Tue, May 02, 2017 - Page 3 News List

Reuters apologizes over ‘misunderstanding’

Staff writer, with CNA

Reuters news agency has apologized to Taiwan over a misunderstanding stemming from last week’s interview with President Tsai Ing-wen (蔡英文), during which she was asked about the possibility of another telephone call with US President Donald Trump, Minister of Foreign Affairs David Lee (李大維) said yesterday.

In the interview, which was published on Thursday with the headline “Taiwan president says phone call with Trump can take place again,” Reuters quoted Tsai as saying that “we don’t exclude the opportunity to call President Trump himself, but it depends on the needs of the situation and the US government’s consideration of regional affairs.”

Trump, in a Reuters interview published on Friday with the headline “Trump spurns Taiwan president’s suggestion of another phone call,” said that he does not want to create problems for Chinese President Xi Jinping (習近平) when Beijing appears to be helping efforts to rein in North Korea’s nuclear and missile programs.

Trump’s response has been described as a “slap in the face” to Tsai, and some Taiwanese have criticized the Ministry of Foreign Affairs, which arranged the interview, as having poor judgement and allowing itself to be “set up” by the news agency.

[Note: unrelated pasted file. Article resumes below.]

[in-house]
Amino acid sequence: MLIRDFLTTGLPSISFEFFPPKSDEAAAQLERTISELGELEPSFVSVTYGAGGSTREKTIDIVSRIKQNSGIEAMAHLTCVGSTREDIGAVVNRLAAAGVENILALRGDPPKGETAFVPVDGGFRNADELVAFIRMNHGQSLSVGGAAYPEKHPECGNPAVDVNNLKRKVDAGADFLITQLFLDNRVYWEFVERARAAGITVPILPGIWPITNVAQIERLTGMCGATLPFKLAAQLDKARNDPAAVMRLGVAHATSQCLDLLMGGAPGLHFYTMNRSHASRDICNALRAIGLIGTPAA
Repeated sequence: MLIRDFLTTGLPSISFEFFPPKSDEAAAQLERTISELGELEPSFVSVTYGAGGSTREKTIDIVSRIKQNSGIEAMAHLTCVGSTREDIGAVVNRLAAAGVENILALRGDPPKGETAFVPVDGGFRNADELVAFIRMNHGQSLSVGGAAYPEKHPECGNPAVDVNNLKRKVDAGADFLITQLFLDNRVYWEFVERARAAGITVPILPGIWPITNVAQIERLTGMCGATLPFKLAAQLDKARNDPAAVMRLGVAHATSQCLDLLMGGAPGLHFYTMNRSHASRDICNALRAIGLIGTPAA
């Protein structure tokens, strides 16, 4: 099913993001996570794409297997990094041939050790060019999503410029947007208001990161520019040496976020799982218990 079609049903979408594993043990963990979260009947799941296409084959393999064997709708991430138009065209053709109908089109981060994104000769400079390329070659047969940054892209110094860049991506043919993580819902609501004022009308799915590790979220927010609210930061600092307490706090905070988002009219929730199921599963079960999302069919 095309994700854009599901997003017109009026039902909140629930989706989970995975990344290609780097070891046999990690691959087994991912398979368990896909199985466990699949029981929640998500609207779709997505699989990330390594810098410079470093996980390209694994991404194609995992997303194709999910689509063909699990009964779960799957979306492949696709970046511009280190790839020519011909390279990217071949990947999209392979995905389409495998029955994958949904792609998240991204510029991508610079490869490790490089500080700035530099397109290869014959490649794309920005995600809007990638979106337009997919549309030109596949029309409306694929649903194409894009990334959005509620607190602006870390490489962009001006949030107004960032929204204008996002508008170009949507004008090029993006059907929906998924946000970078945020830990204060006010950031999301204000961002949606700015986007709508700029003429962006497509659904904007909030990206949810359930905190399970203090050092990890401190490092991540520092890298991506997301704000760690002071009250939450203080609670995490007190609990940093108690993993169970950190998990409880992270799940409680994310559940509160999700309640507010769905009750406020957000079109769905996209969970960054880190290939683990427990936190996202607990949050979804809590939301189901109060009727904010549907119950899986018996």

Some Democratic Progressive Party members accused Reuters of misinterpreting Tsai’s words, as she gave the interview in Mandarin, while others suggested that the agency had been bought off by China to set up Tsai’s apparent “humiliation” by Trump.

In response to media queries, Lee said Reuters had submitted a list of questions in advance, but the one about a possible repeat of the telephone call between Tsai and Trump was not on the list.

After the interview, Reuters expressed its regrets and apologized to the ministry, Lee said.

He said Reuters officials told the ministry that they “feel embarrassed,” saying the agency’s Asian bureau was unaware its Washington bureau had scheduled an interview with Trump right after the one with Tsai.

Asked about the matter during a legislative hearing, the minister said although the question was raised unexpectedly, Tsai’s answer was well-considered and circumspect.

He said Washington was concerned over Tsai’s comment about the possibility of calling Trump until the ministry provided them with a full transcript of the interview.

Tsai called Trump on Dec. 2 last year, less than a month after his election as US president, to offer her congratulations, the first known contact of its kind since the two nations severed diplomatic ties in 1979.

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